Sunday, September 1, 2013

Captain's Log, Day 111: Experiments in Rocketry

          It was an ordinary summer day on the Midway farm--if by "ordinary summer day" you meant "the 4th of July," "night," and "the Midway brothers were loaded with enough explosive ordinance to take Guadalcanal."
          Actually, that last line was fairly ordinary, at least for them.
          Radar, tired of launching his modified bottle rockets by hand, had decided to build a rotating-barrel rocket launcher. Unfortunately, events had conspired to limit his time to design and build said launcher. Fortunately, he was a master of duct tape, and soon had a rig that utilized his dad's good drill and a propane torch to fire off a salvo of 12 rockets before it needed to be, as Radar pointed out to a skeptical Nemesis, if you were really fast you could conceivably load the new rockets on one side while the other side was firing. Nemesis withheld his objections and graciously offered to let Radar be the first one to test that theory. Radar ignored the sarcasm and informed his brother that darn straight he would be the one to test that theory, because Nemesis was going to be the cameraman. Nemesis inquired whether or not he could upload the video of Radar's demise to YouTube so the paramedics could identify his various body parts. A small debate ensued.
          After the bandages were administered (and ammo for both of their BB guns was exhausted), the brothers took to the driveway to put fresh burn marks on the cement. Radar was sporting a baseball cap, which he had grabbed for no reason on his way out of the house and insisted that he "could totally pull it off." Nemesis inquired when he would pull it off, because he looked stupid. The ensuing debate trampled the hat underfoot when it fell off Radar's head.
          The bandaids were brought outside in case of eventualities, and also because their mom was getting annoyed about all the blood in the house. Radar set up the rocket launcher, Nemesis started the camera, and Radar loaded the rockets. The rocket launcher promptly collapsed.
          Nothing daunted, Radar ignored his brother and, grabbing some nearby branches, duct-taped the sticks to the back of the drill and launch plate to brace the launcher. He reloaded the rockets, ignited the torch, and inserted the flame into the ignition hole.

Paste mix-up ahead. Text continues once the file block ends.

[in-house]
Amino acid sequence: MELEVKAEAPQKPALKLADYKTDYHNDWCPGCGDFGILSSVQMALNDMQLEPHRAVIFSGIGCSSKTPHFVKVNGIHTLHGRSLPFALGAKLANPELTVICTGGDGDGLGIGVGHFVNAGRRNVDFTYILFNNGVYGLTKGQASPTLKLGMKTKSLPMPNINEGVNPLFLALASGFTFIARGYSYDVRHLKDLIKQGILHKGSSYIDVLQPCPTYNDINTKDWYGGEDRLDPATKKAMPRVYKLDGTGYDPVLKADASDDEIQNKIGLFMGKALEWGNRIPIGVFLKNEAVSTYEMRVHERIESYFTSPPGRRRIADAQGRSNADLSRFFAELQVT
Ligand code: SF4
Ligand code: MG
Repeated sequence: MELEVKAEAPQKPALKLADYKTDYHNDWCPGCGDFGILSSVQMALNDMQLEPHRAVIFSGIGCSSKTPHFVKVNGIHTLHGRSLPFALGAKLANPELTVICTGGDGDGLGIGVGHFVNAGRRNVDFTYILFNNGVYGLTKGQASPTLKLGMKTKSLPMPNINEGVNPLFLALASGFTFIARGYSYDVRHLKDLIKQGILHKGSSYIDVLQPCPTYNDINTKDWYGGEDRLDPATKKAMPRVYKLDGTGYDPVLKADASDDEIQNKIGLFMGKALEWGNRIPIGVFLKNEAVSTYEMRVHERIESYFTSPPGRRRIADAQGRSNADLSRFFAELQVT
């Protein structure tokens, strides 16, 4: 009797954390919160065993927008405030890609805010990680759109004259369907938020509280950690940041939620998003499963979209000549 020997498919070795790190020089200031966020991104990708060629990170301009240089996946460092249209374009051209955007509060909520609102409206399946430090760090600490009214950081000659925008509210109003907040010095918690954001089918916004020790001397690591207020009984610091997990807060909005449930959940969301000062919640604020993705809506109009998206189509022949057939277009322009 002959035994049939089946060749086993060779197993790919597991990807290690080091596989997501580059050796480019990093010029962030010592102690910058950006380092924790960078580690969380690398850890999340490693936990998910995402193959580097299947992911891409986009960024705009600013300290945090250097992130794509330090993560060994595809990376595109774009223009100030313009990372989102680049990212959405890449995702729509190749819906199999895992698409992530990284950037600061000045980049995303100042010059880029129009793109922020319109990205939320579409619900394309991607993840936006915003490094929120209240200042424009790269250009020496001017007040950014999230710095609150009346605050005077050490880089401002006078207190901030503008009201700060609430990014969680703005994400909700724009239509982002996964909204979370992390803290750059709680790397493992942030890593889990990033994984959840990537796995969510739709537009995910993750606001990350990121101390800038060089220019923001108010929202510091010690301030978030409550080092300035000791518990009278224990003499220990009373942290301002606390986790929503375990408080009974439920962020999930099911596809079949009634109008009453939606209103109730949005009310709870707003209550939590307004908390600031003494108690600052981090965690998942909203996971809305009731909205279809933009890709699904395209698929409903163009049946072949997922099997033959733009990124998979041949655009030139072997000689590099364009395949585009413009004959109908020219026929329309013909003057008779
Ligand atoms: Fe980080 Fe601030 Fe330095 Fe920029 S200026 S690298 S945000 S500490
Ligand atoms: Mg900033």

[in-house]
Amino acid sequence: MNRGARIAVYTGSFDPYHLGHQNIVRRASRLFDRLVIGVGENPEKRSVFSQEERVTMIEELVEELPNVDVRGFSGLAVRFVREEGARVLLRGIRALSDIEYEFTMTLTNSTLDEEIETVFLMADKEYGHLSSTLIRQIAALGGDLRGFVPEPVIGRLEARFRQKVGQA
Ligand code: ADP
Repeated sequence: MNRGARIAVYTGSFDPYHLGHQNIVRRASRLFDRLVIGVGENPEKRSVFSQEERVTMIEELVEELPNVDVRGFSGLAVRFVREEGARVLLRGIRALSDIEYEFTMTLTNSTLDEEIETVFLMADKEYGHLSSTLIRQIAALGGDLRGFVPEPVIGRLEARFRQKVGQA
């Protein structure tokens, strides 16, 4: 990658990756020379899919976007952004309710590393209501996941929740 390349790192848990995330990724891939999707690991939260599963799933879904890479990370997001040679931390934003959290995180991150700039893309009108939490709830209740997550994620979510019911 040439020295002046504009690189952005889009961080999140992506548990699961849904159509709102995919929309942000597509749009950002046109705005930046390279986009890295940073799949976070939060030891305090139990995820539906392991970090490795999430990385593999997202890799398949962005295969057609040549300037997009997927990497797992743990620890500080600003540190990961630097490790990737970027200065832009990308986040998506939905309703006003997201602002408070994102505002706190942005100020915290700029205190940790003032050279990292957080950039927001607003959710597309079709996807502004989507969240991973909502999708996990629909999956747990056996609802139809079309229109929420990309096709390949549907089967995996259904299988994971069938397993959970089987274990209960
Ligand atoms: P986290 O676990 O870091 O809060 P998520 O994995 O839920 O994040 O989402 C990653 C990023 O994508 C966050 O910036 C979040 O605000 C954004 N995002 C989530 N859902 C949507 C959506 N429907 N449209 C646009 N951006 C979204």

The rocket launcher promptly collapsed.
          Radar made up a few cuss words and duct-taped some more sticks to the launcher. He reignited the torch, inserted it into the ignition hole, and switched on the drill. The drill spun at roughly three million revolutions per minute, causing the barrels to extinguish the flame of the torch solely with the wind it was generating.
          The rocket launcher promptly collapsed.
          Radar punched his hysterical brother and set up the launcher again. By this point, most of the launcher was silver, owing to the amount of duct tape used (roughly one full roll). He readjusted the drill speed, loaded the launcher, lit the torch, inserted the flame into the ignition hole, and started the drill.
          The rocket launcher promptly fired.
          Radar danced around jubilantly as rocket after rocket arced into the sky. Nemesis recorded each rocket as it fired and exploded, but missed the one that jammed and blew up in the barrel. Radar was, predictably, annoyed. "That was the cool one!" he yelled.
          Eventually, Dad came out and decided to curtail further launches, mostly because his drill was involved. By this point, the brothers had fired off roughly 25 rockets, so they agreed with no more than the traditional token protest. Besides, there were bigger rockets to fire now!
          And, of course, the Roman candle war to be had.

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